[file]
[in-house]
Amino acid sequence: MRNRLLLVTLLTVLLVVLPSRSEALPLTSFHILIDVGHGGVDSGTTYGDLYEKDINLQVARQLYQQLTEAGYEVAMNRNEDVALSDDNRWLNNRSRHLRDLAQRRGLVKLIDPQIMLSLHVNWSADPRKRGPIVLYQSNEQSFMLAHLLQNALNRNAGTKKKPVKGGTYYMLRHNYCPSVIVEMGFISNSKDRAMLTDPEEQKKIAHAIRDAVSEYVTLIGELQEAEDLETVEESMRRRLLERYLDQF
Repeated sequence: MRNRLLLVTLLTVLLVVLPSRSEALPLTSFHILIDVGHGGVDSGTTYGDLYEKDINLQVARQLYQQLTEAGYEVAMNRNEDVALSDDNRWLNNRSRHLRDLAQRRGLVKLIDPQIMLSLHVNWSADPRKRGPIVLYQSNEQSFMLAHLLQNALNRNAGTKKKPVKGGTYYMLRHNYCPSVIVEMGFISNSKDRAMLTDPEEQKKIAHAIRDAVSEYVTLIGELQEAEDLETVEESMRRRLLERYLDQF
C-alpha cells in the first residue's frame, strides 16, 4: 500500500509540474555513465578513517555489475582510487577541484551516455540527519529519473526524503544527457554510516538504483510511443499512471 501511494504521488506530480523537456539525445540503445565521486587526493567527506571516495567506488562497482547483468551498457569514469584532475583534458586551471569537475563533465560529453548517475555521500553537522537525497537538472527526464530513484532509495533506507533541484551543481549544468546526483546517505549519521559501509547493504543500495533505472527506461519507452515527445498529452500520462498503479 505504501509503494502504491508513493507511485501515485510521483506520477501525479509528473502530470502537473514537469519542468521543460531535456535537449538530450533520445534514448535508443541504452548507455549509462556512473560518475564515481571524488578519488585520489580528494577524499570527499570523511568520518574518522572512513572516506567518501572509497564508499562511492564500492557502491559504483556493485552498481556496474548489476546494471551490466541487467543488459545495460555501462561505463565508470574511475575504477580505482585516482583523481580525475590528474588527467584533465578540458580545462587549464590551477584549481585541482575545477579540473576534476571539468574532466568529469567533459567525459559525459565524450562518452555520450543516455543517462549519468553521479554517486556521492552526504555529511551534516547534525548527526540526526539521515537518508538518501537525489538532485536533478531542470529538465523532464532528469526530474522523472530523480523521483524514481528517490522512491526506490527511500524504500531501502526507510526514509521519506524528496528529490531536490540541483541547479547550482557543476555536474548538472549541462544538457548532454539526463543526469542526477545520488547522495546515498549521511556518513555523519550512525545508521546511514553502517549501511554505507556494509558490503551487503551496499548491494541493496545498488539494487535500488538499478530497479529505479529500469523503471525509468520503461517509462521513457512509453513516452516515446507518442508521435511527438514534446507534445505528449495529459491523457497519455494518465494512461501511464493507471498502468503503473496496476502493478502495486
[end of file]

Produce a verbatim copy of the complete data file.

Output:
[in-house]
Amino acid sequence: MRNRLLLVTLLTVLLVVLPSRSEALPLTSFHILIDVGHGGVDSGTTYGDLYEKDINLQVARQLYQQLTEAGYEVAMNRNEDVALSDDNRWLNNRSRHLRDLAQRRGLVKLIDPQIMLSLHVNWSADPRKRGPIVLYQSNEQSFMLAHLLQNALNRNAGTKKKPVKGGTYYMLRHNYCPSVIVEMGFISNSKDRAMLTDPEEQKKIAHAIRDAVSEYVTLIGELQEAEDLETVEESMRRRLLERYLDQF
Repeated sequence: MRNRLLLVTLLTVLLVVLPSRSEALPLTSFHILIDVGHGGVDSGTTYGDLYEKDINLQVARQLYQQLTEAGYEVAMNRNEDVALSDDNRWLNNRSRHLRDLAQRRGLVKLIDPQIMLSLHVNWSADPRKRGPIVLYQSNEQSFMLAHLLQNALNRNAGTKKKPVKGGTYYMLRHNYCPSVIVEMGFISNSKDRAMLTDPEEQKKIAHAIRDAVSEYVTLIGELQEAEDLETVEESMRRRLLERYLDQF
C-alpha cells in the first residue's frame, strides 16, 4: 500500500509540474555513465578513517555489475582510487577541484551516455540527519529519473526524503544527457554510516538504483510511443499512471 501511494504521488506530480523537456539525445540503445565521486587526493567527506571516495567506488562497482547483468551498457569514469584532475583534458586551471569537475563533465560529453548517475555521500553537522537525497537538472527526464530513484532509495533506507533541484551543481549544468546526483546517505549519521559501509547493504543500495533505472527506461519507452515527445498529452500520462498503479 505504501509503494502504491508513493507511485501515485510521483506520477501525479509528473502530470502537473514537469519542468521543460531535456535537449538530450533520445534514448535508443541504452548507455549509462556512473560518475564515481571524488578519488585520489580528494577524499570527499570523511568520518574518522572512513572516506567518501572509497564508499562511492564500492557502491559504483556493485552498481556496474548489476546494471551490466541487467543488459545495460555501462561505463565508470574511475575504477580505482585516482583523481580525475590528474588527467584533465578540458580545462587549464590551477584549481585541482575545477579540473576534476571539468574532466568529469567533459567525459559525459565524450562518452555520450543516455543517462549519468553521479554517486556521492552526504555529511551534516547534525548527526540526526539521515537518508538518501537525489538532485536533478531542470529538465523532464532528469526530474522523472530523480523521483524514481528517490522512491526506490527511500524504500531501502526507510526514509521519506524528496528529490531536490540541483541547479547550482557543476555536474548538472549541462544538457548532454539526463543526469542526477545520488547522495546515498549521511556518513555523519550512525545508521546511514553502517549501511554505507556494509558490503551487503551496499548491494541493496545498488539494487535500488538499478530497479529505479529500469523503471525509468520503461517509462521513457512509453513516452516515446507518442508521435511527438514534446507534445505528449495529459491523457497519455494518465494512461501511464493507471498502468503503473496496476502493478502495486